Like Marte, I could not be more out on CarGo. He couldn’t have picked a worse time to (1) be healthy for an entire season for once in his life, and (2) go on a home run rampage despite one of the worst starts to a season in his career. In the last 10 years, nobody has hit 40-plus home runs and recorded a wRC+ as low as his (114). Aaron Hill posted a 114 wRC+ in 2009 on 36 home runs, and it took Hill an extra 126 PAs to get there. He’s a platoon waiting to happen, but it’ll probably take until at least 2017 for it to take form.
Span is the less-hyped, but still-possibly-overly-hyped, version of Holliday: an aging veteran coming off an season hampered by injuries. He could still be good for 20 stolen bases and a .300 average as the lead-off man for what projects to be the 4th-best offense in baseball by WAR.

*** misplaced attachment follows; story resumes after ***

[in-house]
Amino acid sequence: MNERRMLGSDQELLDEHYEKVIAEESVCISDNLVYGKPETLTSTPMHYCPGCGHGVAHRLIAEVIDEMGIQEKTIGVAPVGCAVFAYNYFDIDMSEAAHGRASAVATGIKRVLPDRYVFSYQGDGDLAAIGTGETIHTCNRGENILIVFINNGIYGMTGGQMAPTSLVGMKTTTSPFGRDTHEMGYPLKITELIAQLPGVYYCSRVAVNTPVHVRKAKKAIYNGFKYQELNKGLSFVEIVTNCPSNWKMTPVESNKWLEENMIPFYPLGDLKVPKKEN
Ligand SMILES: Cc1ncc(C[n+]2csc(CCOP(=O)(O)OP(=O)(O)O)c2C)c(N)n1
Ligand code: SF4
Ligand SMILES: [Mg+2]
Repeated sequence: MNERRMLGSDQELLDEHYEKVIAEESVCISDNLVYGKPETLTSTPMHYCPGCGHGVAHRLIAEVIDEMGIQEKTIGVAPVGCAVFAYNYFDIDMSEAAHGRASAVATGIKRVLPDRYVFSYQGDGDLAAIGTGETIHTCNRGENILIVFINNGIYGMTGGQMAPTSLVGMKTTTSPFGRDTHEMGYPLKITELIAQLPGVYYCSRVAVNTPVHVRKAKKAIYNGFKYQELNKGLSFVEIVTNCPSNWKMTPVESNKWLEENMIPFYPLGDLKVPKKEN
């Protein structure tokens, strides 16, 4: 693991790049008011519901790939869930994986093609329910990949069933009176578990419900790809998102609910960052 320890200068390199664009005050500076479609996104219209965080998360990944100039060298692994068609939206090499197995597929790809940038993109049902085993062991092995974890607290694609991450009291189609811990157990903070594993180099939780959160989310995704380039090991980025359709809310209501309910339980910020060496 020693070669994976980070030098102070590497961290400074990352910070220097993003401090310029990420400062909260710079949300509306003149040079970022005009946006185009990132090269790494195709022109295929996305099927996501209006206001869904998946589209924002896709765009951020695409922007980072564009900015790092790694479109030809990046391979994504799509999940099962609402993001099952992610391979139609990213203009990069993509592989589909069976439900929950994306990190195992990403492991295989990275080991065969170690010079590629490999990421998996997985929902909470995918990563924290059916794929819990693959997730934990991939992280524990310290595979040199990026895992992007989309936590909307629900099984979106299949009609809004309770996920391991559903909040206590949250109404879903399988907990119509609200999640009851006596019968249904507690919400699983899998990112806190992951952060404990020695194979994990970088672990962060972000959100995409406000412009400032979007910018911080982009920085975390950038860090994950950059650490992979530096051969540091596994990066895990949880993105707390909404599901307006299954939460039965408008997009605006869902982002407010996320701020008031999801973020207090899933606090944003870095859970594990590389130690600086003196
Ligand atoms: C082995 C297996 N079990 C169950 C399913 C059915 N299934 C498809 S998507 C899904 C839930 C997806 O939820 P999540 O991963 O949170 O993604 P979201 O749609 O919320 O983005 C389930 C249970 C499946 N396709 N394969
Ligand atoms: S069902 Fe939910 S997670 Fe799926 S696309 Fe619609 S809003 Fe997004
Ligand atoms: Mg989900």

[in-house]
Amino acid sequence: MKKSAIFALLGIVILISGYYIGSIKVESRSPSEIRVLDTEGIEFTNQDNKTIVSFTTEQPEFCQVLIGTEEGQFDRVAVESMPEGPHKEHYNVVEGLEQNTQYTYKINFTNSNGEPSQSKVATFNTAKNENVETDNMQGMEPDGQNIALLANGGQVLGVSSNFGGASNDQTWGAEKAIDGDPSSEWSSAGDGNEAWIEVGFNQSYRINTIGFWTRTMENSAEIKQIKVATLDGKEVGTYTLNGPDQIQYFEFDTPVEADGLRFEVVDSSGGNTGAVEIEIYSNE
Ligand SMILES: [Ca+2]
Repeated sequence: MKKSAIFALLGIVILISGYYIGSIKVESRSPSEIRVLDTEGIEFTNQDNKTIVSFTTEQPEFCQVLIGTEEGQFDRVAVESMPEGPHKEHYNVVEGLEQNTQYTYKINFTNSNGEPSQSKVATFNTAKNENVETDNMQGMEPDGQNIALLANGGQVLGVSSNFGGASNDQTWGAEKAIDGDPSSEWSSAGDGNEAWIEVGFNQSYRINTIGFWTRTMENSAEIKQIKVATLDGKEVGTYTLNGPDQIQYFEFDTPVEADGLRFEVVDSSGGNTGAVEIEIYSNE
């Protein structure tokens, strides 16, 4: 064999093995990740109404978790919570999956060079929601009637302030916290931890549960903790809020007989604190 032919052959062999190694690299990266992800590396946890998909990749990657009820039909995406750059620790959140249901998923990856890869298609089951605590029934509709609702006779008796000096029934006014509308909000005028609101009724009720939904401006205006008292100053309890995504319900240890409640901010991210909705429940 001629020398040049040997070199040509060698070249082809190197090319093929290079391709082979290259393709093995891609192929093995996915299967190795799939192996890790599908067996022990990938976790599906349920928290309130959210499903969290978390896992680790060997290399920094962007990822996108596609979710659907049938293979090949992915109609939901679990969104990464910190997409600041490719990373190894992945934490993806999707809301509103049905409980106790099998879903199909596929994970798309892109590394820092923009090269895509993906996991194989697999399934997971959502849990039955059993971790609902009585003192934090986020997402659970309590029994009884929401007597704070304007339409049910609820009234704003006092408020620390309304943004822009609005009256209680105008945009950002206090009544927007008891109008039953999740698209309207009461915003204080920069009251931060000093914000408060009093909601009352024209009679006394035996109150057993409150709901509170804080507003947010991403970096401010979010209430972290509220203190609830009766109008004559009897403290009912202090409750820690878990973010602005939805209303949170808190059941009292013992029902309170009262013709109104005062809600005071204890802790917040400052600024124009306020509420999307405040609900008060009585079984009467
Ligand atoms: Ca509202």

Polanco has some breakout upside. Granderson, Parra and Fowler generally provide the same kind of production. Even I’m not totally sold on Werth, but he flexed muscle in limited time last year and has serious batting average upside given he posted a BABIP north of .350 from 2012 through 2014. And there’s also a non-zero chance he could run again. Man, maybe I am sold on him.
Grichuk, Piscotty’s right field counterpart, is difficult to peg. He hits the ball hard, but his plate discipline is borderline pitiful (albeit in a small sample size as well). He also does not do anything spectacular in regard to batted ball skills to justify such a high BABIP; alas, I’m inclined to be very bearish in this instance.